I am old enough to remember the introduction of immersive ‘time travel’ type heritage displays. They often involved using electric ‘cars’ to progress through a reconstruction, or series of reconstructions, of the past. There were even sounds, and appropriate smells, along the way. I, along with many others, loved them. Today, I think most people will have experienced this sort of thing.
I can remember some heated debate about the ‘sanitizing’ of the picture they presented. There were no horrible wounds or injuries, no distressing sights, the acoustic background inevitably contained bird song, and bad smells were confined to the merest whiff of body odour. Rats and other vermin were invariably cute, and the people, generally, well fed, and healthy. It is generally the same when you watch a television drama, or read a novel. Our view of the past was, in essence, comfortable.
Recently, however, I’ve begun to notice that things are changing. Museums are tackling more challenging aspects of the past and the displays can be thought provoking, even disturbing. The realities of our inhumanity to each other can linger in the mind long after we have got home and poured that restorative gin.
It is the same with television and novels. Producers are less worried about exploring material that might once have been deemed ‘unsuitable’. And novels can be downright depressing. Not surprisingly, perhaps, living through the current twenty-first century pandemic, I have tended to go for lighter, uplifting, reading matter. I have, perhaps, avoided thinking too deeply about the awfulness of life. Inasmuch as I thought about it at all, it did not worry me that heritage interpretation presented a rosy view of the past. We all know that the past was often difficult and gruesome. Don’t we? Did we really need to be reminded of the horrors?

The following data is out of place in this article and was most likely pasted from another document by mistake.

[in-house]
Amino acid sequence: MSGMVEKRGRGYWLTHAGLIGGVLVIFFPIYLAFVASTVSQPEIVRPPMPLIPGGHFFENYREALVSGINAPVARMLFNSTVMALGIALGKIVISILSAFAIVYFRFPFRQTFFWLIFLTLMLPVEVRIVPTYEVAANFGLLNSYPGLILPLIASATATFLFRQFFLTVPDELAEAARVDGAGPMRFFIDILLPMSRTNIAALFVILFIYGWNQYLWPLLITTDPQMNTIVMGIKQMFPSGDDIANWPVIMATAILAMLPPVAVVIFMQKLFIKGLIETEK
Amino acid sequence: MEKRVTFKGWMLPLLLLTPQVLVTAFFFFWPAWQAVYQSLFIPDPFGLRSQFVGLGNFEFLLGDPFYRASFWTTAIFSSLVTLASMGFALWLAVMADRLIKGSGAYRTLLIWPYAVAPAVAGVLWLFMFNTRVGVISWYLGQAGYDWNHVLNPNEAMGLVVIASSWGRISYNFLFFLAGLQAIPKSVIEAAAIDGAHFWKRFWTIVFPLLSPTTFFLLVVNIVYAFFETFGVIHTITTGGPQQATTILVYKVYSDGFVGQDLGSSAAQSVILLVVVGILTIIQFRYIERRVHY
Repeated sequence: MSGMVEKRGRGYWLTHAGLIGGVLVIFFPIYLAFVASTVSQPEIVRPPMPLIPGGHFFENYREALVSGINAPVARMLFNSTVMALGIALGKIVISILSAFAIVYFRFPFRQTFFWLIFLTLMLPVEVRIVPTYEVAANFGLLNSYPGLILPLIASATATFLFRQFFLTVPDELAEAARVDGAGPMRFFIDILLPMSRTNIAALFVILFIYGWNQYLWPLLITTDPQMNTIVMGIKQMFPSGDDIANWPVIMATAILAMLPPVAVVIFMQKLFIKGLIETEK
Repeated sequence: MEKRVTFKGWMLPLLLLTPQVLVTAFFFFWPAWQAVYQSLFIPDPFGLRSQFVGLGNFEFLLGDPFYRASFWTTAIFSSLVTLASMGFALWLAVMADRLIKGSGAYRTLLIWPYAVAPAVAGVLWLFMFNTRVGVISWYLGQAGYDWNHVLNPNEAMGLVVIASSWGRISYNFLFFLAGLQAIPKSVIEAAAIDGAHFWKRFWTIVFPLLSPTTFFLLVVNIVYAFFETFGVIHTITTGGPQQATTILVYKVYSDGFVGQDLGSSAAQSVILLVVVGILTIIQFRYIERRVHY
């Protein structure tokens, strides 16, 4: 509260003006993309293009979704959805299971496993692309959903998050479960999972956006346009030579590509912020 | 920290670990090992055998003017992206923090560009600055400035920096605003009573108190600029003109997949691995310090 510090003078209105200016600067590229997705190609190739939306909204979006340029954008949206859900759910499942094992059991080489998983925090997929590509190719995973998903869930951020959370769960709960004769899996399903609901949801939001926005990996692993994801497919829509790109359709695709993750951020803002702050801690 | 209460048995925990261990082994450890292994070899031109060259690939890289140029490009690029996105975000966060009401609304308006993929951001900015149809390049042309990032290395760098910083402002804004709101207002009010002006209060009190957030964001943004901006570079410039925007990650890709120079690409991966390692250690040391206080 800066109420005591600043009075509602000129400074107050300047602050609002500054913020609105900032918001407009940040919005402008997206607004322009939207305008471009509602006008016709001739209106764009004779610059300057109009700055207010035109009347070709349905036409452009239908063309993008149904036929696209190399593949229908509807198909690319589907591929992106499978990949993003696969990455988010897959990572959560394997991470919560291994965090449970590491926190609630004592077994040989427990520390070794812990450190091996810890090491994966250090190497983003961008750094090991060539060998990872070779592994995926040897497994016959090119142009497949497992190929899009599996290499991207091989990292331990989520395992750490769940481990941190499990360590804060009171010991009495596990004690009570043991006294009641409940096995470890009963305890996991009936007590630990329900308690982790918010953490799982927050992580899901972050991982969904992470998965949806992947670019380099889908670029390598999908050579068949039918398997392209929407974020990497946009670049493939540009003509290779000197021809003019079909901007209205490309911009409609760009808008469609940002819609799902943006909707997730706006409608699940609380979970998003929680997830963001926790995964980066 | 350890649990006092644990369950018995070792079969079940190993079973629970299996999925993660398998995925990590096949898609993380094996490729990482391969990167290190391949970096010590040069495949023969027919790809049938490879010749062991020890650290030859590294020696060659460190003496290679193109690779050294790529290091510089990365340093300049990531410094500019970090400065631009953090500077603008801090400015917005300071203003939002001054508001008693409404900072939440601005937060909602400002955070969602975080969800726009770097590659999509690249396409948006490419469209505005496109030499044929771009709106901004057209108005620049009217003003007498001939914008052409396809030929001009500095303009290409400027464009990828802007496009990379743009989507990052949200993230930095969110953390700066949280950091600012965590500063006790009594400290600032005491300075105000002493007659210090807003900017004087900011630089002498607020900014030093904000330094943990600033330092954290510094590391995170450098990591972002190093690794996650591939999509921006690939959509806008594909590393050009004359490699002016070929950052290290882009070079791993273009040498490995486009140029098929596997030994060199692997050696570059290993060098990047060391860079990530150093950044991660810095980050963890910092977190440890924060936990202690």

I have been trying to challenge myself to stick with more difficult reading matter, and it is not that hard. Indeed, I have found it rewarding. Maybe this just says more about myself, but I am beginning to feel that we can no longer take the downside for granted. We are never going to touch on all the varied aspects of life. But we do ourselves no favours by blocking out the bits we don’t like.
There is scope for new interpretations in all fields of life. There is definitely scope to embark on new trains of thought, new challenges, new ways of seeing the past. Discomfort is relative, but it is no bad thing to accept our mutual humanity and share the bad as well as the good.
If you want to start, there are some excellent new museums displays emerging. And I can recommend this as an excellent novel that will turn your ideas about a popular period of history (and what might constitute a ‘happy’ ending) on their head: How Much of These Hills is Gold by C Pam Zhang.